This "use-it-or-lose-it" theory may have value, but further study
is needed, says Morrison-Bogorad. AD may actually cause people to stop doing
mentally challenging activities because the disease makes it harder to do them,
she says. "It's impossible to tease out the cause and effect in these studies.
We can only say it's correlative--not causal." Morrison-Bogorad does encourage
mental activity. "It keeps you nimble--whether it helps prevent Alzheimer's,
we don't know."
No cure or prevention for Alzheimer's disease exists yet, but experts offer
some advice to help prolong mental health:
"The best thing people can do is to try to plan for their later years and
try to remain as functional as possible," says William Thies, Ph.D., vice
president of medical and scientific affairs at the Alzheimer's Association in
Chicago. "And stay connected to the world, because the literature suggests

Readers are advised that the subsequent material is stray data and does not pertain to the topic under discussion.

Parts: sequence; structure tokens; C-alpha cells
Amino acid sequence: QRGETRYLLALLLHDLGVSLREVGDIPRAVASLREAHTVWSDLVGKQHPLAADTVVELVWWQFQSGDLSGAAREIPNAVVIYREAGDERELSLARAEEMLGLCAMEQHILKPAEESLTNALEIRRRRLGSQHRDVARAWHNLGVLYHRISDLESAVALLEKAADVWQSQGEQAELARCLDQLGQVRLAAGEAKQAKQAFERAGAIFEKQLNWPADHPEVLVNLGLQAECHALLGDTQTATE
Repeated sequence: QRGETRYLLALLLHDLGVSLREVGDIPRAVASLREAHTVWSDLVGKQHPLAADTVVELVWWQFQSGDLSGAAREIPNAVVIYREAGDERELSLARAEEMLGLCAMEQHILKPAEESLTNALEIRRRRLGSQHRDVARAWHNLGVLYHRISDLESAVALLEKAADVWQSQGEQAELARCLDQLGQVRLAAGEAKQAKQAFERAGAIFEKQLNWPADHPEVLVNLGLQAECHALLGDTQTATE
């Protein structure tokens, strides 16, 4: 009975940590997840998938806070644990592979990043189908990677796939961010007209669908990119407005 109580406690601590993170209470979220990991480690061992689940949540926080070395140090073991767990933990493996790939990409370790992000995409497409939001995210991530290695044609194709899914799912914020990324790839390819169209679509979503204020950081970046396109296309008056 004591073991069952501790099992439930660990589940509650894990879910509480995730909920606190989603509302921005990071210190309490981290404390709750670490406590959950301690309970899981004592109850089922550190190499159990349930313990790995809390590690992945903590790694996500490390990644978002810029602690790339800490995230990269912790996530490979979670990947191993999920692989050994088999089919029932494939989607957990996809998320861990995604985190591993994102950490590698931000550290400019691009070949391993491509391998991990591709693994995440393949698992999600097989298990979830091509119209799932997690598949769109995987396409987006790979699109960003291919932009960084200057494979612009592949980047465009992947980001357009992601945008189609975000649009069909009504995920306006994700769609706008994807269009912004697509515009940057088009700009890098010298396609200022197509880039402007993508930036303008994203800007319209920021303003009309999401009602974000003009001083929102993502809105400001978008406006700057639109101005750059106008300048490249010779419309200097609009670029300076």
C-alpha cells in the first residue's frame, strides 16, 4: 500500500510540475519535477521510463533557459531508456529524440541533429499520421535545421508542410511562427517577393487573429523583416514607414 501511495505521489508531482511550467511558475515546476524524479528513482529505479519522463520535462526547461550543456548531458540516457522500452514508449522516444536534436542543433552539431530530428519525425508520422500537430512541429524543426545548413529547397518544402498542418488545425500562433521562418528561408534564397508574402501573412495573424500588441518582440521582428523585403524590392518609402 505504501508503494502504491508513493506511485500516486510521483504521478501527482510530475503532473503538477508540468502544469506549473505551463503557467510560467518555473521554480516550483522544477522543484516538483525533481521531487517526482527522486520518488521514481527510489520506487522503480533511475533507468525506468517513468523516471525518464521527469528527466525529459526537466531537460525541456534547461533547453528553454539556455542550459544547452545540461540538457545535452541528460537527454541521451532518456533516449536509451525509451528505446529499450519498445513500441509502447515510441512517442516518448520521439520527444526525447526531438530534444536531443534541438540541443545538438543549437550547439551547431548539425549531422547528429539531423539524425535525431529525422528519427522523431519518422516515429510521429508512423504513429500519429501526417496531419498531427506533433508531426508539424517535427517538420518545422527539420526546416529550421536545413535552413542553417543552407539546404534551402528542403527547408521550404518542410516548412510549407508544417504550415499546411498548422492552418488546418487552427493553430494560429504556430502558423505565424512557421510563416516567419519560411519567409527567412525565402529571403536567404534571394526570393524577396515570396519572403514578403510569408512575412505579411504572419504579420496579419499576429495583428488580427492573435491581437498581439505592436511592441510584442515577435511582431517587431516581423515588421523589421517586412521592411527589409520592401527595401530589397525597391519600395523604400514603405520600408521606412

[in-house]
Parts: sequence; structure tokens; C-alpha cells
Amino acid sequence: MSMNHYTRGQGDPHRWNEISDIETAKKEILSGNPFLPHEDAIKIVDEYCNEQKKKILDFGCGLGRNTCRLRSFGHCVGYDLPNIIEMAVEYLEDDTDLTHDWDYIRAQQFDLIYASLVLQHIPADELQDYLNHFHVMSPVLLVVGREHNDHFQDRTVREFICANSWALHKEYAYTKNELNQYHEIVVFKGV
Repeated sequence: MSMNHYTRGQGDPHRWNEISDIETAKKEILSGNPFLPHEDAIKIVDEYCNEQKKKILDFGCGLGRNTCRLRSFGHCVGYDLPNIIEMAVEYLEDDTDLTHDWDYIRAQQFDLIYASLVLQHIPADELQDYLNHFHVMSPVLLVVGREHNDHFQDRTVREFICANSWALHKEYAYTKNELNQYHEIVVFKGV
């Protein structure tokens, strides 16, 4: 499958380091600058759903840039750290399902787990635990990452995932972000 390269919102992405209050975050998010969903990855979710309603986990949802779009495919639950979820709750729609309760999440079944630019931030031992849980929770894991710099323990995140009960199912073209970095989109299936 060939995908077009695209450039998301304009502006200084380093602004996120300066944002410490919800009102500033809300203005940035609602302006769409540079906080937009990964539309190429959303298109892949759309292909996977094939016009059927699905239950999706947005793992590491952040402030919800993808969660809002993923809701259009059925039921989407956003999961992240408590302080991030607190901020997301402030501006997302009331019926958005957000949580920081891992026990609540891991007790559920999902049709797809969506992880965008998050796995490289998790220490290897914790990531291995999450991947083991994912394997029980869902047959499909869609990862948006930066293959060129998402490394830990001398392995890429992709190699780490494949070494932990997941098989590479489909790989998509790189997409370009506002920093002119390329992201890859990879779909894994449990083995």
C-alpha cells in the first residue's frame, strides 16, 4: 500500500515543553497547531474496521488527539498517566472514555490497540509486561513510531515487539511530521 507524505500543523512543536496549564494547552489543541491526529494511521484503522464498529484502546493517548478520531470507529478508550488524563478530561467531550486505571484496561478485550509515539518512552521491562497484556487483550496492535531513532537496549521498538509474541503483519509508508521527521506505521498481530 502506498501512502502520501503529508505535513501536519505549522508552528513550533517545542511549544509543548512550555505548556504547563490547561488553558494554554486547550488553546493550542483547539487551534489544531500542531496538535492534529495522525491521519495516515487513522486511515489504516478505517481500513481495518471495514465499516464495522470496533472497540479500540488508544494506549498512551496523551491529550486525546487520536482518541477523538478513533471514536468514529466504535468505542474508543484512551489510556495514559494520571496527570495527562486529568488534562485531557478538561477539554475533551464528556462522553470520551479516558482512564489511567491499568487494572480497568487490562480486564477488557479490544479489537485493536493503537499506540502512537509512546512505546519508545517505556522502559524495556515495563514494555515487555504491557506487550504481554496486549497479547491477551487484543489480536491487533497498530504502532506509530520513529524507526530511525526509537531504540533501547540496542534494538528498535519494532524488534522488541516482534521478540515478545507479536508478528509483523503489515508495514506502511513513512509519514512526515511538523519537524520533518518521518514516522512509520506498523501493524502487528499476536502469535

that social isolation is a contributor to unhealthy aging."
Steven Ferris, Ph.D., director of the Alzheimer's Disease Center at the New
York University School of Medicine, makes three recommendations:
- Stay mentally active. "The more you challenge the brain, the more you'll
be able to maintain it," says Ferris. "When you're stimulating
the brain, you're growing more interconnections and maybe even growing
The more brain cells and connections you have, the longer you'll
be able to function well, even if you get Alzheimer's."
- Stay physically active. Physical exercise improves brain function as
well as benefiting the rest of your body.
- Have a healthy diet and stay in good physical health. These are essential
for maintaining good brain function.
Trey Sunderland, M.D., chief of the Geriatric Psychiatry Branch of
the National Institute of Mental Health, encourages people to participate
research studies so that they learn about the illness and are
carefully for any incremental change that might occur in their
health. "Our volunteers
have found that they actually get reassured by being in a study," says
Sunderland. "For the most part, we're telling them--in our
long-term follow-up studies--that they continue to be normal."